ADDRESS FORM AS A REFLECTION OF ETHNO-CULTURAL STYLE OF COMMUNICATION (based on British and Canadian English)

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Abstract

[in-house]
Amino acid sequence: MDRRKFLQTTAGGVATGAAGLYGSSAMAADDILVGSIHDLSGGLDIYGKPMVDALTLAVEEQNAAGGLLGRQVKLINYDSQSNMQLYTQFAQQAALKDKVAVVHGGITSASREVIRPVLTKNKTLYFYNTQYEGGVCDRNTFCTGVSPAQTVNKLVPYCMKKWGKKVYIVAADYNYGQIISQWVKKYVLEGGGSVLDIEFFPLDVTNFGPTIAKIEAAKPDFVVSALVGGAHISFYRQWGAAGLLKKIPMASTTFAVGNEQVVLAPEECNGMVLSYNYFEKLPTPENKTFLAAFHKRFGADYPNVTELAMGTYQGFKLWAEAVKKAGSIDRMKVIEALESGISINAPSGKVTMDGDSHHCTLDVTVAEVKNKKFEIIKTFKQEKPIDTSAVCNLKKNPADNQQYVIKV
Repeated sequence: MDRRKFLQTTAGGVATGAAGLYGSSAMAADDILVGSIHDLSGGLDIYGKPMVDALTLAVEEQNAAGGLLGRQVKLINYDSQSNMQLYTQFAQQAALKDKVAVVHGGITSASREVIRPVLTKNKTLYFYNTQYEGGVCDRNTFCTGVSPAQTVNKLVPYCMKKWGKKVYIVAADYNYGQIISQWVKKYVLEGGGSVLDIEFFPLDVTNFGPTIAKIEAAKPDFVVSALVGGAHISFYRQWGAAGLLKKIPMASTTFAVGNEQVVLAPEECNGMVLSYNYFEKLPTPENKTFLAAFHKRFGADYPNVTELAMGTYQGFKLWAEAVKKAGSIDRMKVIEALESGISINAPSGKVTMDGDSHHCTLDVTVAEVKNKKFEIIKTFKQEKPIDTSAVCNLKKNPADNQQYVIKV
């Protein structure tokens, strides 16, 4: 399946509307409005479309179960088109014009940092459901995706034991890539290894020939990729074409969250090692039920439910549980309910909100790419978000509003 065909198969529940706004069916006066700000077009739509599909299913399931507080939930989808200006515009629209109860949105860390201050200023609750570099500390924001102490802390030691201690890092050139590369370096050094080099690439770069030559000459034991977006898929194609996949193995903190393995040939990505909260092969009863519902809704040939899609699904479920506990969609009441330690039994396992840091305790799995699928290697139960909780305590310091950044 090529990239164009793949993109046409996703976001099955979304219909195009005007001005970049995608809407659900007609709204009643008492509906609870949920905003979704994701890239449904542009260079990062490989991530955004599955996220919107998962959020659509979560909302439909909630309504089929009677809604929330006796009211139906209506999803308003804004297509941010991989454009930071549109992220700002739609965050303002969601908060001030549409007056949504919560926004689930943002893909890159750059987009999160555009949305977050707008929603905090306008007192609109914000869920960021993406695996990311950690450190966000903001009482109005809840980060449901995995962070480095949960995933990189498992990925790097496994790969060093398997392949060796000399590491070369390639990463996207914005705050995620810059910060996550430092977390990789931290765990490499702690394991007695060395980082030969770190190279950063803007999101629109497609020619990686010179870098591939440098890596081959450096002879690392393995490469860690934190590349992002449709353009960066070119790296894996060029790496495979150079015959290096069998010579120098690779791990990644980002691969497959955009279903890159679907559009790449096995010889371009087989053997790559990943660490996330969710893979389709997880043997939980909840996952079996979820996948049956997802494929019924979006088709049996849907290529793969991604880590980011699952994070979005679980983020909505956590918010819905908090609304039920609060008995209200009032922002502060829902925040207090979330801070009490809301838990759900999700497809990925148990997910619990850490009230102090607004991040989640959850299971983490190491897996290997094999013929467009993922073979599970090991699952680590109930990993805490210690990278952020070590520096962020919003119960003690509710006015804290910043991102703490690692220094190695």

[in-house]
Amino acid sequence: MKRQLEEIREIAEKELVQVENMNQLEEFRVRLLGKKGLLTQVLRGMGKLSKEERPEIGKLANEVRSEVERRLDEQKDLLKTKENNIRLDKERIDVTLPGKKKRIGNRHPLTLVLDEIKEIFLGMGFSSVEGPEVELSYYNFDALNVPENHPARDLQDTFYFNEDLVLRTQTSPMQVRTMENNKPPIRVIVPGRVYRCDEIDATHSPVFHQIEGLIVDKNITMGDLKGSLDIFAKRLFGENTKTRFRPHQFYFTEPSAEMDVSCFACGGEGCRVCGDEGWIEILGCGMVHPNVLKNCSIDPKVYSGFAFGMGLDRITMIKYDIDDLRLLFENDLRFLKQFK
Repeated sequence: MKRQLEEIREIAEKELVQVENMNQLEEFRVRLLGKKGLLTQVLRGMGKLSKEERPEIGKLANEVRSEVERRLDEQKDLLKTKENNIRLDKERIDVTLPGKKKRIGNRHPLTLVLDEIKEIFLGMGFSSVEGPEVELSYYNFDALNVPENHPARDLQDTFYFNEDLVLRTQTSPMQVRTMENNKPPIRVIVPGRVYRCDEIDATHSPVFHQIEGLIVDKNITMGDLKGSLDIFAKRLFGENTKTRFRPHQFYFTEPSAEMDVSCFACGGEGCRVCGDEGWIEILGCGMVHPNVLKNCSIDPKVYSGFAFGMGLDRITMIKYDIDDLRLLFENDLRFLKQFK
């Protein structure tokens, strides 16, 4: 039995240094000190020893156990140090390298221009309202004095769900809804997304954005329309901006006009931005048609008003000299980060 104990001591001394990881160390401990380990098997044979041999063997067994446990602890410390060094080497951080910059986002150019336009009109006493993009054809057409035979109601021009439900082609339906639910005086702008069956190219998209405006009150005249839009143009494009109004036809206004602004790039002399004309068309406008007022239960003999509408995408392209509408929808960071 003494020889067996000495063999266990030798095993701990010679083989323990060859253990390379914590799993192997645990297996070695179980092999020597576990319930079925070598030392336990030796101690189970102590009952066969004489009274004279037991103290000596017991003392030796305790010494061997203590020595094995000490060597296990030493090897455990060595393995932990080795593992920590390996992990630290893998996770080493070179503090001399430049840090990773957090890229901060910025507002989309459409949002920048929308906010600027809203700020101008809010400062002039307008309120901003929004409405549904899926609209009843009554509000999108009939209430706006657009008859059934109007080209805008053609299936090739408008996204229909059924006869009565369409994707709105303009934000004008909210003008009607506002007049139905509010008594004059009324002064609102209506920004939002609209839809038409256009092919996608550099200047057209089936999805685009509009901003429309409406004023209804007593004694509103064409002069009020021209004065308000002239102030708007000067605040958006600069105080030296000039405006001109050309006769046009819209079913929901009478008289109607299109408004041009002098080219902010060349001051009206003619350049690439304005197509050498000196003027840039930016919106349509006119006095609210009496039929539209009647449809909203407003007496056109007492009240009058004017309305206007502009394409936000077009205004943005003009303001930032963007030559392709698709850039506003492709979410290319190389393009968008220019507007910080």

Culture and the process of communication are interrelated, since culture not only indicates between which members of the society a communication act is possible, but also helps to decode correctly the meaning of the message that was encoded, and also according to what conditions the message would be correctly interpreted by the interlocutor. The historically established ethno-cultural style of communication (T. Larina) reflects the communicative peculiarities of people’s behavior when choosing verbal and non-verbal means in the process of communication. The article is devoted to sociocultural features that influence the choice of language means for expressing an initial speech formula. The aim of our research is to examine address forms in the boundaries of one language but in two different countries (Canada, Great Britain) with their historical and cultural background. We draw on Cultural Dimensions of G. Hofstede (1991), the Theory of Politeness (Brown & Levinson 1987, Leech 2014), the background of Intercultural Pragmatics (A. Wierzbicka 2003, I. Kecskes 2014), Speech Accommodation Theory (Giles 1977) and etc. The article presents the results of the study on the usage of address forms among the representatives of British English (BrE) and Canadian English (CanE) in order to identify similarities and differences and to explain the results according to cultural characteristics.